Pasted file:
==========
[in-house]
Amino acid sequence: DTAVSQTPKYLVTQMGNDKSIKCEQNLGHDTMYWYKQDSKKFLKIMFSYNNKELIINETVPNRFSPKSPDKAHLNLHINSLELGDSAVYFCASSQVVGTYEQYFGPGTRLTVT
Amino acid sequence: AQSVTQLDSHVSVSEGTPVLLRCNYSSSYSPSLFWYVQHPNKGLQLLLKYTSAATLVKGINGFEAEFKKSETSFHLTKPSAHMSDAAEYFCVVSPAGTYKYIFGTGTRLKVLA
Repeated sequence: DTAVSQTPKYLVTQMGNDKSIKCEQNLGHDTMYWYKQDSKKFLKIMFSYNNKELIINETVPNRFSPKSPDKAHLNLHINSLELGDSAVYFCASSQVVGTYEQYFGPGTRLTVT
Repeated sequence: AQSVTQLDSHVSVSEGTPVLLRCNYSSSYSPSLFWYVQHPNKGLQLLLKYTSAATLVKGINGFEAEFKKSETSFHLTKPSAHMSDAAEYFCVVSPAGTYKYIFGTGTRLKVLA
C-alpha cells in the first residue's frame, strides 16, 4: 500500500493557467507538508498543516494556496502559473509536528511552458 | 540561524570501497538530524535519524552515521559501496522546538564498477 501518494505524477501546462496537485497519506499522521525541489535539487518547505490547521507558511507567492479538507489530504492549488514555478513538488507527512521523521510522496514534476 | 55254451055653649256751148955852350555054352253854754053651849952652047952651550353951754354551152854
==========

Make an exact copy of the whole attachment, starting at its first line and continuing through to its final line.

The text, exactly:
[in-house]
Amino acid sequence: DTAVSQTPKYLVTQMGNDKSIKCEQNLGHDTMYWYKQDSKKFLKIMFSYNNKELIINETVPNRFSPKSPDKAHLNLHINSLELGDSAVYFCASSQVVGTYEQYFGPGTRLTVT
Amino acid sequence: AQSVTQLDSHVSVSEGTPVLLRCNYSSSYSPSLFWYVQHPNKGLQLLLKYTSAATLVKGINGFEAEFKKSETSFHLTKPSAHMSDAAEYFCVVSPAGTYKYIFGTGTRLKVLA
Repeated sequence: DTAVSQTPKYLVTQMGNDKSIKCEQNLGHDTMYWYKQDSKKFLKIMFSYNNKELIINETVPNRFSPKSPDKAHLNLHINSLELGDSAVYFCASSQVVGTYEQYFGPGTRLTVT
Repeated sequence: AQSVTQLDSHVSVSEGTPVLLRCNYSSSYSPSLFWYVQHPNKGLQLLLKYTSAATLVKGINGFEAEFKKSETSFHLTKPSAHMSDAAEYFCVVSPAGTYKYIFGTGTRLKVLA
C-alpha cells in the first residue's frame, strides 16, 4: 500500500493557467507538508498543516494556496502559473509536528511552458 | 540561524570501497538530524535519524552515521559501496522546538564498477 501518494505524477501546462496537485497519506499522521525541489535539487518547505490547521507558511507567492479538507489530504492549488514555478513538488507527512521523521510522496514534476 | 55254451055653649256751148955852350555054352253854754053651849952652047952651550353951754354551152854